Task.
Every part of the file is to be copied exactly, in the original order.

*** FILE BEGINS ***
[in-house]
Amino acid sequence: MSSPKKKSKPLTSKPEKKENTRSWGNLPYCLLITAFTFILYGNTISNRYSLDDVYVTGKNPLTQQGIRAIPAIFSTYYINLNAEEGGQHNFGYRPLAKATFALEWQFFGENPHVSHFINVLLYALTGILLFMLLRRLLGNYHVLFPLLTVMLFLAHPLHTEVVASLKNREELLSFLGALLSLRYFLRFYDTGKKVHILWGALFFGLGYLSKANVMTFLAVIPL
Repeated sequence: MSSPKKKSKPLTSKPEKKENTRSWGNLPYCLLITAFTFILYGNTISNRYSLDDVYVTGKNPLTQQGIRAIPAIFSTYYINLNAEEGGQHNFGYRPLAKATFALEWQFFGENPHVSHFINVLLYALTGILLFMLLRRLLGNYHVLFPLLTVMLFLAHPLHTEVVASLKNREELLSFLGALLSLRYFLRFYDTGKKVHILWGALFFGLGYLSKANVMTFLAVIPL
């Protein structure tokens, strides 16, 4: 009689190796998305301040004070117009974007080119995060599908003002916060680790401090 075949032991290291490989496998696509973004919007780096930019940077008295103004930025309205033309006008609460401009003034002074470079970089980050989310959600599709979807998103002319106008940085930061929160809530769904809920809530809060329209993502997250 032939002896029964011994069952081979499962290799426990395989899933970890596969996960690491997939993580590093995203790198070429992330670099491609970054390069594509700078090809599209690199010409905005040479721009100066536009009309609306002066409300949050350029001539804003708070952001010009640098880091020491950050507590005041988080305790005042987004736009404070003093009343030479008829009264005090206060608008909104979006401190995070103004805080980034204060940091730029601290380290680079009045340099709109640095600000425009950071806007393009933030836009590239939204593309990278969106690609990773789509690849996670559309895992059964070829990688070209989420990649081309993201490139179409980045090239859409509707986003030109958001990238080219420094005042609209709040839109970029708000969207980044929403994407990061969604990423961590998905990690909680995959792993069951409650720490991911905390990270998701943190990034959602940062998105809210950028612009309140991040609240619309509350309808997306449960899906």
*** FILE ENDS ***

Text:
[in-house]
Amino acid sequence: MSSPKKKSKPLTSKPEKKENTRSWGNLPYCLLITAFTFILYGNTISNRYSLDDVYVTGKNPLTQQGIRAIPAIFSTYYINLNAEEGGQHNFGYRPLAKATFALEWQFFGENPHVSHFINVLLYALTGILLFMLLRRLLGNYHVLFPLLTVMLFLAHPLHTEVVASLKNREELLSFLGALLSLRYFLRFYDTGKKVHILWGALFFGLGYLSKANVMTFLAVIPL
Repeated sequence: MSSPKKKSKPLTSKPEKKENTRSWGNLPYCLLITAFTFILYGNTISNRYSLDDVYVTGKNPLTQQGIRAIPAIFSTYYINLNAEEGGQHNFGYRPLAKATFALEWQFFGENPHVSHFINVLLYALTGILLFMLLRRLLGNYHVLFPLLTVMLFLAHPLHTEVVASLKNREELLSFLGALLSLRYFLRFYDTGKKVHILWGALFFGLGYLSKANVMTFLAVIPL
């Protein structure tokens, strides 16, 4: 009689190796998305301040004070117009974007080119995060599908003002916060680790401090 075949032991290291490989496998696509973004919007780096930019940077008295103004930025309205033309006008609460401009003034002074470079970089980050989310959600599709979807998103002319106008940085930061929160809530769904809920809530809060329209993502997250 032939002896029964011994069952081979499962290799426990395989899933970890596969996960690491997939993580590093995203790198070429992330670099491609970054390069594509700078090809599209690199010409905005040479721009100066536009009309609306002066409300949050350029001539804003708070952001010009640098880091020491950050507590005041988080305790005042987004736009404070003093009343030479008829009264005090206060608008909104979006401190995070103004805080980034204060940091730029601290380290680079009045340099709109640095600000425009950071806007393009933030836009590239939204593309990278969106690609990773789509690849996670559309895992059964070829990688070209989420990649081309993201490139179409980045090239859409509707986003030109958001990238080219420094005042609209709040839109970029708000969207980044929403994407990061969604990423961590998905990690909680995959792993069951409650720490991911905390990270998701943190990034959602940062998105809210950028612009309140991040609240619309509350309808997306449960899906």